A Lonely Prayer

A Mother’s Sentiments

“You’ve got it all
You lost your mind in the sound
There’s so much more
You can reclaim your crown
You’re in control
Rid of the monsters inside your head
Put all your faults to bed
You can be king”
King by Lauren Aquilina

I closed the book and put it back on the shelf. Reading this poem always made me feel a bit hopeful. Maybe one day I could be as strong as the character inside this poem. Maybe one day even I could be so strong that no matter what happened I would be able to bear through it, unnerved.

I started.

“Some dreams aren’t meant to become reality. Some realities aren’t meant to be so comforting. Life is harsh and that’s a fact. But the struggle that we choose to do to attain success is our own decision and our own choice. People can surely influence us but remember that your actions are your own. Consenting to them or not is another story, but you have to own up to your actions and be responsible for the consequences that come with them.”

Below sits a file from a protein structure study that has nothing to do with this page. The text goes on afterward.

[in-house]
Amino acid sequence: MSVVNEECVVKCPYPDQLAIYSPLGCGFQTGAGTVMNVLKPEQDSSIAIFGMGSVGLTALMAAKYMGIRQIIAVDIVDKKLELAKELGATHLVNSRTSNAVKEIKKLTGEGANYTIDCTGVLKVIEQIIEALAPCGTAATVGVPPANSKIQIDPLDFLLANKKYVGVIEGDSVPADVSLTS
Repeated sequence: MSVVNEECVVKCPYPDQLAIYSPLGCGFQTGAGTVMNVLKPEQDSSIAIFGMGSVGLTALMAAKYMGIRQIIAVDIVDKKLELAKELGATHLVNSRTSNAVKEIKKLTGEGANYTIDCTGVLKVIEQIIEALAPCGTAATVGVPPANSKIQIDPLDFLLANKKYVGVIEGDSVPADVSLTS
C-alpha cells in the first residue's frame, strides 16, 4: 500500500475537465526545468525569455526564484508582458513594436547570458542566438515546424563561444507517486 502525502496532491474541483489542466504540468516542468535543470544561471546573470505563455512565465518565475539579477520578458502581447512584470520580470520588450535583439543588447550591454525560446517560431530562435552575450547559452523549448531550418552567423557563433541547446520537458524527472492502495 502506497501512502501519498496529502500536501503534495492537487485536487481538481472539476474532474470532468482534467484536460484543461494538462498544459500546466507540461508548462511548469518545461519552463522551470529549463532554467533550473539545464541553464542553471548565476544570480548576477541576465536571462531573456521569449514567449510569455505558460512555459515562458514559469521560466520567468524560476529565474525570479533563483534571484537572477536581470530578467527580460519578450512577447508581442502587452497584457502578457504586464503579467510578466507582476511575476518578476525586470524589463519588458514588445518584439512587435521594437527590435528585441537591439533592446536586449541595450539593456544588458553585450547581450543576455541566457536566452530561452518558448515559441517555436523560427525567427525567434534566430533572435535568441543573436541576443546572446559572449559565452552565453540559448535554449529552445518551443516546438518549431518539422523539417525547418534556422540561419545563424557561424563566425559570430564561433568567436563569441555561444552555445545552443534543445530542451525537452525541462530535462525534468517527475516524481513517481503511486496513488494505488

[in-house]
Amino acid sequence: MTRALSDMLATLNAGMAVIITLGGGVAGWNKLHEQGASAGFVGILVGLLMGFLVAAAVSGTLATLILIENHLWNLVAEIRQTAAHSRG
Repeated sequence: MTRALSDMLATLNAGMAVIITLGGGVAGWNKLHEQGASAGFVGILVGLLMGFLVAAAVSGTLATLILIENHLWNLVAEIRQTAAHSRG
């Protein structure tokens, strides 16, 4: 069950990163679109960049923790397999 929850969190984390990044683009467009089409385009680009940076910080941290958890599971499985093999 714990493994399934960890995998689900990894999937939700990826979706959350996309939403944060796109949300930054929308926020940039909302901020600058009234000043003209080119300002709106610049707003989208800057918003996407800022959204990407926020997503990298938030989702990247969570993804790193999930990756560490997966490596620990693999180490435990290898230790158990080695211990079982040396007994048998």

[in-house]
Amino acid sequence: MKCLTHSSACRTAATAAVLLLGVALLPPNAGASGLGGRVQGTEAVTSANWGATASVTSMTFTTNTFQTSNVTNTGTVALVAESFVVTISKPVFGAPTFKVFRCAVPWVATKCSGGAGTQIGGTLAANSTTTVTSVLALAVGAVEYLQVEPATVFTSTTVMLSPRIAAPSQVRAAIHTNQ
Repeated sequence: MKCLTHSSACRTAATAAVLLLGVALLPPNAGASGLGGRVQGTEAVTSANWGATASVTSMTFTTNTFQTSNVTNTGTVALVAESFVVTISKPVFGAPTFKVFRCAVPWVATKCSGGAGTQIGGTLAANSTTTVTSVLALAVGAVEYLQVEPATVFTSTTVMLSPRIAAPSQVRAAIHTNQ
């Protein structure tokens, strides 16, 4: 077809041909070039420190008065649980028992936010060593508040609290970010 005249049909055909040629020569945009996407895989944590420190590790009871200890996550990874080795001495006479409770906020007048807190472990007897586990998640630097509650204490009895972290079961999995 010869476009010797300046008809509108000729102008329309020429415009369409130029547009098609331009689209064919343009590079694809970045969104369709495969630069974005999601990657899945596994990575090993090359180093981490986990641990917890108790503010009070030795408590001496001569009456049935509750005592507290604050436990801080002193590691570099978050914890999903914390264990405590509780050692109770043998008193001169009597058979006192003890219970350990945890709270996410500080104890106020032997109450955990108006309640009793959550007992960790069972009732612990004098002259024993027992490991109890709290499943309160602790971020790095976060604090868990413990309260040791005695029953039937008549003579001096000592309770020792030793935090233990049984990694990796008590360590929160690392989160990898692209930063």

I looked through the window.

“And sometimes… the best way to succeed is to have a heart of stone; which is so impenetrable that it lets nothing in or out. But know well and know now, a heart of stone shall always fail after a point for its core isn’t empathy or sympathy: it’s yourself trying to block everything and anything from ever coming close to you.”

My eyes shifted to the roof.

“On the other hand, a kind heart, which is so frail that it will give out any second… also, has the power to succeed. So you, my child have to be strong. No matter what happens, always be sympathetic, empathetic, have a strong heart to bear any sins that you do, to pave your way through all struggles you need to face but also be able to receive love and love someone else. Because remember. A heart may be a weak organ which is frail and falters but it also holds the power to change humans from the core.

It’s those with the kindest hearts who have the warmest embrace which strikes chords with other individuals and compels change, towards a good side.

Oh, I think this was a bit confusing, let me-”

I looked at my son sleeping peacefully by my side. Once more he had a nightmare and he had come snuggled in with me. I smirked a little, musing to myself when he’d be able to understand what this poem meant and when he’d understand all that I spoke.

I prayed that he develops a heart as kind as me, and not like his father:


Well, that’s a story for another time.

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